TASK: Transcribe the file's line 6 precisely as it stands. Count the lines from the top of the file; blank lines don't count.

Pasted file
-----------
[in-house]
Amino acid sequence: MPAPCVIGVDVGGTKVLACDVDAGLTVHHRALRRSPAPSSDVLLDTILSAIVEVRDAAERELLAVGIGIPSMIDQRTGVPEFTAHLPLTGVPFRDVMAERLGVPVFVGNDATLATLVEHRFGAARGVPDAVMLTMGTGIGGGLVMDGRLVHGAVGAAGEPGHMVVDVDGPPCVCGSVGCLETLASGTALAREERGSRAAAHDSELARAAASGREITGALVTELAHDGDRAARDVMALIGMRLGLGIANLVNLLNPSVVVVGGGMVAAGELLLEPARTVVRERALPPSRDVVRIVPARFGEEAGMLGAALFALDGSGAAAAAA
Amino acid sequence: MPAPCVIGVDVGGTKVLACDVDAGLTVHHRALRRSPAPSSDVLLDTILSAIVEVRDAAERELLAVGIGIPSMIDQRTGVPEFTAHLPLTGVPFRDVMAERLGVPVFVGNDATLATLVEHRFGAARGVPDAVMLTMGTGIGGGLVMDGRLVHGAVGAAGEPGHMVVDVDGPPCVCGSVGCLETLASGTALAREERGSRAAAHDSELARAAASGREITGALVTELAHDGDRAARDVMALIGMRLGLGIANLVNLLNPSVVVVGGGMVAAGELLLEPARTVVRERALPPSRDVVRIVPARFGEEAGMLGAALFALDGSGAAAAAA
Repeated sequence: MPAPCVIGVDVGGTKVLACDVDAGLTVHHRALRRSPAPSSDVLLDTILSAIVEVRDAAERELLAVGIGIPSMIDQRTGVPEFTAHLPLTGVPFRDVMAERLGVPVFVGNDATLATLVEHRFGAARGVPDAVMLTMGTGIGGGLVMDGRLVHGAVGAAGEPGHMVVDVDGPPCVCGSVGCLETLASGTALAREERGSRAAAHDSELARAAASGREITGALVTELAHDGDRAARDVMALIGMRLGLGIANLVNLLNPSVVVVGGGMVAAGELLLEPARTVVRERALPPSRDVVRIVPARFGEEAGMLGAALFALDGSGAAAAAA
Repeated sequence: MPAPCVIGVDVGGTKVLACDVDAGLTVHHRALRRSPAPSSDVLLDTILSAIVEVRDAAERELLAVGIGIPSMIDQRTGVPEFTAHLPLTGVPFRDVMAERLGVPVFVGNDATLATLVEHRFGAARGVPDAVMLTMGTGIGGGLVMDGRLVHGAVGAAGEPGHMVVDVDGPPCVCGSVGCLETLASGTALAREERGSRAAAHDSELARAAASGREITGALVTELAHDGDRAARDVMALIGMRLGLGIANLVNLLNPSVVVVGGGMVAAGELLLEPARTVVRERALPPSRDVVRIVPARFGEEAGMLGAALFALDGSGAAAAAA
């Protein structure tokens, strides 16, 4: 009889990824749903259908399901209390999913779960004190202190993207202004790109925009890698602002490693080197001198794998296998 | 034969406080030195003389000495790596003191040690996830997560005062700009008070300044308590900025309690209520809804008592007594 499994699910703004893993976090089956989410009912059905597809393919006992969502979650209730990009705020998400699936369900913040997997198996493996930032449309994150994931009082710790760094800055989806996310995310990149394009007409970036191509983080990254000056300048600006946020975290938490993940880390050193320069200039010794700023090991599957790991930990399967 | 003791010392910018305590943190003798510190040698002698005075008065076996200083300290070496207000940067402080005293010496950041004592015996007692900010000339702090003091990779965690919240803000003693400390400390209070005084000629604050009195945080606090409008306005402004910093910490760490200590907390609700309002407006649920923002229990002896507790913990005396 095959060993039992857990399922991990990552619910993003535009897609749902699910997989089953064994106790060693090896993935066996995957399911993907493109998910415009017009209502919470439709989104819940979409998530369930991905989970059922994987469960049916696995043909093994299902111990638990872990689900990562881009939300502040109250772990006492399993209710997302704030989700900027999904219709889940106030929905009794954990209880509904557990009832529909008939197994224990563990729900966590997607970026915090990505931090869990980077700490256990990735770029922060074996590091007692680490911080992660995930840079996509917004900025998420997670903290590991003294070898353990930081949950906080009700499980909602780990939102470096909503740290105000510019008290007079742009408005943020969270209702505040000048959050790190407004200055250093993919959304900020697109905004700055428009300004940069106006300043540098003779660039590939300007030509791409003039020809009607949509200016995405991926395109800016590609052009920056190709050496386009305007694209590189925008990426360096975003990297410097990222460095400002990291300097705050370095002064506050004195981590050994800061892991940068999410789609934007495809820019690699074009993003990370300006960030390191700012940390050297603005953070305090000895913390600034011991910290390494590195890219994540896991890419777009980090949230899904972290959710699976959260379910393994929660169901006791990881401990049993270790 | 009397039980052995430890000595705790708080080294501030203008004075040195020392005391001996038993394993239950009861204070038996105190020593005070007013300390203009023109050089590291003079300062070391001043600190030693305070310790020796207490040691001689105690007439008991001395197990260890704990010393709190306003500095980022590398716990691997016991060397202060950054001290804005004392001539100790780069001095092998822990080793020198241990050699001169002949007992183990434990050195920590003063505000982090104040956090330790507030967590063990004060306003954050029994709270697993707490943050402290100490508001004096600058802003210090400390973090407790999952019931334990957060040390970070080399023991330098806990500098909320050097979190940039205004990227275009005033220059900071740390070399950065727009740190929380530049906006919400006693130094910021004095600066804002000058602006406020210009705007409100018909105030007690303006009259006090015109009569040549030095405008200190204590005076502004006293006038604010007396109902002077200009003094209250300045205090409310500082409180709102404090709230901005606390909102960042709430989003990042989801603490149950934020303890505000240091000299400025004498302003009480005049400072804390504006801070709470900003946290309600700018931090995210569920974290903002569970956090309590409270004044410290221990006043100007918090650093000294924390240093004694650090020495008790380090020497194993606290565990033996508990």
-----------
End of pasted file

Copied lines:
């Protein structure tokens, strides 16, 4: 009889990824749903259908399901209390999913779960004190202190993207202004790109925009890698602002490693080197001198794998296998 | 034969406080030195003389000495790596003191040690996830997560005062700009008070300044308590900025309690209520809804008592007594 499994699910703004893993976090089956989410009912059905597809393919006992969502979650209730990009705020998400699936369900913040997997198996493996930032449309994150994931009082710790760094800055989806996310995310990149394009007409970036191509983080990254000056300048600006946020975290938490993940880390050193320069200039010794700023090991599957790991930990399967 | 003791010392910018305590943190003798510190040698002698005075008065076996200083300290070496207000940067402080005293010496950041004592015996007692900010000339702090003091990779965690919240803000003693400390400390209070005084000629604050009195945080606090409008306005402004910093910490760490200590907390609700309002407006649920923002229990002896507790913990005396 095959060993039992857990399922991990990552619910993003535009897609749902699910997989089953064994106790060693090896993935066996995957399911993907493109998910415009017009209502919470439709989104819940979409998530369930991905989970059922994987469960049916696995043909093994299902111990638990872990689900990562881009939300502040109250772990006492399993209710997302704030989700900027999904219709889940106030929905009794954990209880509904557990009832529909008939197994224990563990729900966590997607970026915090990505931090869990980077700490256990990735770029922060074996590091007692680490911080992660995930840079996509917004900025998420997670903290590991003294070898353990930081949950906080009700499980909602780990939102470096909503740290105000510019008290007079742009408005943020969270209702505040000048959050790190407004200055250093993919959304900020697109905004700055428009300004940069106006300043540098003779660039590939300007030509791409003039020809009607949509200016995405991926395109800016590609052009920056190709050496386009305007694209590189925008990426360096975003990297410097990222460095400002990291300097705050370095002064506050004195981590050994800061892991940068999410789609934007495809820019690699074009993003990370300006960030390191700012940390050297603005953070305090000895913390600034011991910290390494590195890219994540896991890419777009980090949230899904972290959710699976959260379910393994929660169901006791990881401990049993270790 | 009397039980052995430890000595705790708080080294501030203008004075040195020392005391001996038993394993239950009861204070038996105190020593005070007013300390203009023109050089590291003079300062070391001043600190030693305070310790020796207490040691001689105690007439008991001395197990260890704990010393709190306003500095980022590398716990691997016991060397202060950054001290804005004392001539100790780069001095092998822990080793020198241990050699001169002949007992183990434990050195920590003063505000982090104040956090330790507030967590063990004060306003954050029994709270697993707490943050402290100490508001004096600058802003210090400390973090407790999952019931334990957060040390970070080399023991330098806990500098909320050097979190940039205004990227275009005033220059900071740390070399950065727009740190929380530049906006919400006693130094910021004095600066804002000058602006406020210009705007409100018909105030007690303006009259006090015109009569040549030095405008200190204590005076502004006293006038604010007396109902002077200009003094209250300045205090409310500082409180709102404090709230901005606390909102960042709430989003990042989801603490149950934020303890505000240091000299400025004498302003009480005049400072804390504006801070709470900003946290309600700018931090995210569920974290903002569970956090309590409270004044410290221990006043100007918090650093000294924390240093004694650090020495008790380090020497194993606290565990033996508990």